How much nesting is considered overboard?
Most couples when they decide the time is right to have a child get a nine month waiting period. As adoptive parents, we are constantly bombarded with the more open ended question: when? It’s frustrating enough not knowing how long, let alone friends and family asking all the time.
My husband and I have been working with our open adoption agency in New Jersey for a year, and between the oodles of paperwork, parenting courses, and home study, it took us until this August to finally get our profile turned in. We’ve been stuck in “limbo” for the past three months waiting for “the call.” I call it “limbo” because to me, it’s been the hardest step of all: sitting, waiting, for a birthmother to point to our profile and say, “I want them. They’re the parents for my child.”
This waiting period has been the most frustrating part for me. You see, I’m a planner. I need a date, a time, a place, heck, I’d even settle for a state (our baby could be born in one of six states that our agency works with, and they all have different laws regarding mothering rights). Any decisions are made more complex by not knowing when and if baby will arrive, starting with what will eventually be baby’s room.
You naturally want to decorate the room and get into that whole nesting mode, but looking at a room all prepped and ready to go without a baby in it is a bit disheartening. We were literally scared into making our guest room turn nursery when we got an Emergency Placement call in early August. It was only about a week after we turned in our profile when a call from a branch office of our agency called asking if we wanted to be shown in this circumstance. We had to say no because the baby had been born the day before and we literally had nothing.
Our first problem was that I fell in love with a crib online that was going to take two weeks to get to our house. Quickly, we ordered our crib, dresser and changing topper hoping now that the furniture would arrive before baby. Thankfully, the furniture came without a phone call in sight. But now we still have no baby. Our glider had us in the same predicament as it’s not due until November. Painting has to be done in advance as fumes could potentially harm the baby, but is still tricky as we don’t know the gender. We painted our nursery a pale green which can go with neutral bedding.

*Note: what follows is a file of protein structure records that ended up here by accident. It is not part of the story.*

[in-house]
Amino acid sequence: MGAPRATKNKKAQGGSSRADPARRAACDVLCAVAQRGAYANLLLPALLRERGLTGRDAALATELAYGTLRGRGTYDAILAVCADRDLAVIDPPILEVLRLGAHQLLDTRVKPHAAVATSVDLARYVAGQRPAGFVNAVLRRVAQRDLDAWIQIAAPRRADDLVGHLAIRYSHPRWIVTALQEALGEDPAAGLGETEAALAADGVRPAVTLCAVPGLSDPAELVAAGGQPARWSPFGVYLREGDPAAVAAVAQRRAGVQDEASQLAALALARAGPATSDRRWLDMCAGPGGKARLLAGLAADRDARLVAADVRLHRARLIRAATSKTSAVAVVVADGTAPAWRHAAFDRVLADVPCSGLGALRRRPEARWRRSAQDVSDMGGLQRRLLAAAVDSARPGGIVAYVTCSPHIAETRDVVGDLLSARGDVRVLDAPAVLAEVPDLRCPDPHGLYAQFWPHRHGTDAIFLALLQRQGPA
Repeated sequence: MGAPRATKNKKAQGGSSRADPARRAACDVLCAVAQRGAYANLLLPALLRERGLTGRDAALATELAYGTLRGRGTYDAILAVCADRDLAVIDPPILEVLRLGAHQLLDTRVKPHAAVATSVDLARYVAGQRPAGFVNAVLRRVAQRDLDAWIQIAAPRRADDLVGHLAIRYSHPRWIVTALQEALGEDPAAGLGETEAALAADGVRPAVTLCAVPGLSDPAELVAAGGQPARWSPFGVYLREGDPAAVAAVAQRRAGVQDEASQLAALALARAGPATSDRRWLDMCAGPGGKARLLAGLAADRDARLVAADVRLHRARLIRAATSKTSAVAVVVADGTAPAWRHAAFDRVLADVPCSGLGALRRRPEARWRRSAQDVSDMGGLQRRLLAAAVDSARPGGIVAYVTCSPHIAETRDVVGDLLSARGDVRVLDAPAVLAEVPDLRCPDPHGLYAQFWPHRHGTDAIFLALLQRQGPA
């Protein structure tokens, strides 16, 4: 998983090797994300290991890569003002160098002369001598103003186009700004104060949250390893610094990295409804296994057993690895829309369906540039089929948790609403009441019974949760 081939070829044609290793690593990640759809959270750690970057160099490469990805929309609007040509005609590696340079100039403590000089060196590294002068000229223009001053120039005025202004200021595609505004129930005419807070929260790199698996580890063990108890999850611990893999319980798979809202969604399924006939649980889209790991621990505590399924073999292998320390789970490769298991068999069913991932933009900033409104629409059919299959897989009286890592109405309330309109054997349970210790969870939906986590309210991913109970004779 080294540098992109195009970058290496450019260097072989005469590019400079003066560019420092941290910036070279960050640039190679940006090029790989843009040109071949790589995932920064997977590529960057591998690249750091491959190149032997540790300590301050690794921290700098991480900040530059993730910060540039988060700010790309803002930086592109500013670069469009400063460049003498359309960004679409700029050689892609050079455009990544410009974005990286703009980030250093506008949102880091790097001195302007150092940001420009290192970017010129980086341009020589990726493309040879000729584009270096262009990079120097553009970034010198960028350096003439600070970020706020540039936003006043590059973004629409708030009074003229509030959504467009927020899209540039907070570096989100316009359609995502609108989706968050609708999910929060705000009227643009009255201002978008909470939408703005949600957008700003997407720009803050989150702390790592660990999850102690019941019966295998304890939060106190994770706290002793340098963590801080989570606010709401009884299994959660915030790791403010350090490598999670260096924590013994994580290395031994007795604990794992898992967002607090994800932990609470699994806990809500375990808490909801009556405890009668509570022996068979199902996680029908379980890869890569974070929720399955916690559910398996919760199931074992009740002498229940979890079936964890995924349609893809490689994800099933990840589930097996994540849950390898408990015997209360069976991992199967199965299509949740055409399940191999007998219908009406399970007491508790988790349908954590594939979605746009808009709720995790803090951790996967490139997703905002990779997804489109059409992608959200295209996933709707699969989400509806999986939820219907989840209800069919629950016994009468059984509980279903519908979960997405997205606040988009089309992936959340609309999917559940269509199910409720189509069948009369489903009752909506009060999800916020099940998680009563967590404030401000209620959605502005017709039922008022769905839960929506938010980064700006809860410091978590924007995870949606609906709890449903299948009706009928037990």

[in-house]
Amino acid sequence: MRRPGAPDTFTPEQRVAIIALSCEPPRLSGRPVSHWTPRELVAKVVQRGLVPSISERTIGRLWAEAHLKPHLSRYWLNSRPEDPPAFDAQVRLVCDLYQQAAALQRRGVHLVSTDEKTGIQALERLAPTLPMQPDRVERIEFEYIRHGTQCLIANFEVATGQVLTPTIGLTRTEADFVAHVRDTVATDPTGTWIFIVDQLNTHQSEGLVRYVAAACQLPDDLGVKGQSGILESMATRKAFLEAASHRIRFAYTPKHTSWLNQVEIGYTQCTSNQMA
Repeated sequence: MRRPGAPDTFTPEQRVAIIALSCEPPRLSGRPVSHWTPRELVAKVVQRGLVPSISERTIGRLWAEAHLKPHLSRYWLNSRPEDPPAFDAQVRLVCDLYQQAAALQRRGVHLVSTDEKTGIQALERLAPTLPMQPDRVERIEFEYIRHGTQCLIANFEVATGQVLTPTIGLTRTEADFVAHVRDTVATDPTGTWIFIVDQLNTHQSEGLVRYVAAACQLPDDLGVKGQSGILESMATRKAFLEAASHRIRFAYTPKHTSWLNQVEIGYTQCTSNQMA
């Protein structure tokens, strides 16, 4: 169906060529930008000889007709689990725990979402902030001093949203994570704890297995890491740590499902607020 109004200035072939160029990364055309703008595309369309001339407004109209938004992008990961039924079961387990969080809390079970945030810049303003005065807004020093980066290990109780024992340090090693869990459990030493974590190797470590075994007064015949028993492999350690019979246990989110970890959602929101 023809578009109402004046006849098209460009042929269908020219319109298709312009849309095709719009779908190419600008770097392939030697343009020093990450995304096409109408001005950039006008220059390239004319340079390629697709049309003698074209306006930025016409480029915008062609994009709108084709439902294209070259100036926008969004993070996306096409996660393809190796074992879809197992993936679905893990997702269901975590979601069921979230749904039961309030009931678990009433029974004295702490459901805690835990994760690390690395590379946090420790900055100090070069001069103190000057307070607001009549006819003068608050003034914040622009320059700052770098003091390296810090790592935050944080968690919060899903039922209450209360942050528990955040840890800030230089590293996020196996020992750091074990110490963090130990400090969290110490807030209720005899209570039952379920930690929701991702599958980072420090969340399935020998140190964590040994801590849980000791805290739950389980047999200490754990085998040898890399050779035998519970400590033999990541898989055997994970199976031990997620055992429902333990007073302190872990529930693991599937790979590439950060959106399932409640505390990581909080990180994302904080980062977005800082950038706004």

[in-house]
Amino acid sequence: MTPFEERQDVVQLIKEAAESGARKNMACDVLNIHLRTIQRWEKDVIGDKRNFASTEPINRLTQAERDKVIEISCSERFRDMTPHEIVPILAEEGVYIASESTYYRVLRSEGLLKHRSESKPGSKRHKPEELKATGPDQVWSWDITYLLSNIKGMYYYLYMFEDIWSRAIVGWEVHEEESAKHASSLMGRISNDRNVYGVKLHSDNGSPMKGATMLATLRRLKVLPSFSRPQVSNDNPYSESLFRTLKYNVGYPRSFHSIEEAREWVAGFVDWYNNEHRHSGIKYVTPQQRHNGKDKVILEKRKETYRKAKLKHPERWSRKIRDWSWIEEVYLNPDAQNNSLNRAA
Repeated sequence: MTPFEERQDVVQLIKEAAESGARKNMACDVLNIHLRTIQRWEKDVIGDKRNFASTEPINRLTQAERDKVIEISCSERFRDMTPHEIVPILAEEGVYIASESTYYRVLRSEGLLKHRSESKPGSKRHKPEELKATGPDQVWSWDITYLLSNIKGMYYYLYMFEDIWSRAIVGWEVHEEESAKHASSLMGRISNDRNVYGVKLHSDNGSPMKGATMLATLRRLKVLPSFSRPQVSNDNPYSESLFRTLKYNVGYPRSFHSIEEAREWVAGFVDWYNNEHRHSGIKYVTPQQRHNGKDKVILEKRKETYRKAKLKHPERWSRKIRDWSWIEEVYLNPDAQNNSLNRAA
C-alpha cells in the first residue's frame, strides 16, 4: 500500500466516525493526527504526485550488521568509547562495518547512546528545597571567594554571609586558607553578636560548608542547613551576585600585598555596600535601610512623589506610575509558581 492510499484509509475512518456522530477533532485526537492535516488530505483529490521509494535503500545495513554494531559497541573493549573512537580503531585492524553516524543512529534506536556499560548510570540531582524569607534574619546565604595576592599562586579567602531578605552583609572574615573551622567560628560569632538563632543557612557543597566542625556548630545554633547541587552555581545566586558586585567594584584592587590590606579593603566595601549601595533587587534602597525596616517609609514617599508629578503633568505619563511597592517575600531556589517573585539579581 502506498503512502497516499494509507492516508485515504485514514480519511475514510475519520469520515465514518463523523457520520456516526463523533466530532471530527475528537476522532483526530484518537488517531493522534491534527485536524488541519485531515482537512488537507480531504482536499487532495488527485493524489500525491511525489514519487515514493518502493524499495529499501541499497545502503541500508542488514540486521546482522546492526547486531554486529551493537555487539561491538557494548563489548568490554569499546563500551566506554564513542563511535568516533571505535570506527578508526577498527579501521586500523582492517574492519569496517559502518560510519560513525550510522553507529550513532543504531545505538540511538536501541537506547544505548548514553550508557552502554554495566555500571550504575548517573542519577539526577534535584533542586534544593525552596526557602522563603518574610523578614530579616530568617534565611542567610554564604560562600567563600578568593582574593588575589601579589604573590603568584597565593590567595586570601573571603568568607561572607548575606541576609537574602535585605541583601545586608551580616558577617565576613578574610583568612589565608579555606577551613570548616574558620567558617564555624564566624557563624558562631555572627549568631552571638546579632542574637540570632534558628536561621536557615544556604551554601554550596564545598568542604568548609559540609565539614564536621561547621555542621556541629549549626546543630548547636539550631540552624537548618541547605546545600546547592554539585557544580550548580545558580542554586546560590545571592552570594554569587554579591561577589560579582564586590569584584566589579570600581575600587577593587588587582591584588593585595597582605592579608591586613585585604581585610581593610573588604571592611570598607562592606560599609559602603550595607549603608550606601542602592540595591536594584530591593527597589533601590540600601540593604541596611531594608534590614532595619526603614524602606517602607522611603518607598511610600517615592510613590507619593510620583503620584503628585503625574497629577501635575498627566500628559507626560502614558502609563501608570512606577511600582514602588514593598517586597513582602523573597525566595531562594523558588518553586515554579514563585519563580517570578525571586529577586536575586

We still haven’t taken our desk out of the nursery, but at least have a place for baby to sleep, a few outfits (as cute as babies are au natural, they do need clothes!), one pack of diapers and wipes, bottles and a sterilizer, formula, and one of what I call the “baby snuggie” (a sleep sack). We’ve all heard about “that woman” who isn’t even pregnant yet but still have that secret “baby box” with onesies that were just too adorable to pass up. The natural planner in me finds it hard not to want to grab everything off our registry, even knowing that we’ll eventually have a shower, but we’ve kept to using coupons to purchase just what’s on the “Emergency Placement Kit.”
It’s a tough call between planning and over planning. Adopting puts us one step back not knowing when baby is arriving, what gender baby might be arriving, where baby is coming from. It’s another guess on how much to get in advance as a baby shower for adoptive children may not be for months after baby is placed in the home.
As our waiting game turns into a guessing game of: how important is the glider, all we can do is the best we can, stagger bigger purchases, and try not to go overboard. In the time dreaming about life with baby, I keep my hands and mind busy by knitting gender neutral things and waiting for our glider and baby to arrive.
Written by Sarah A.Mohr
Sarah Mohr and her husband live in Central NJ and continue to wait for their precious bundle of joy. Sarah also blogs about their adoption experiences here.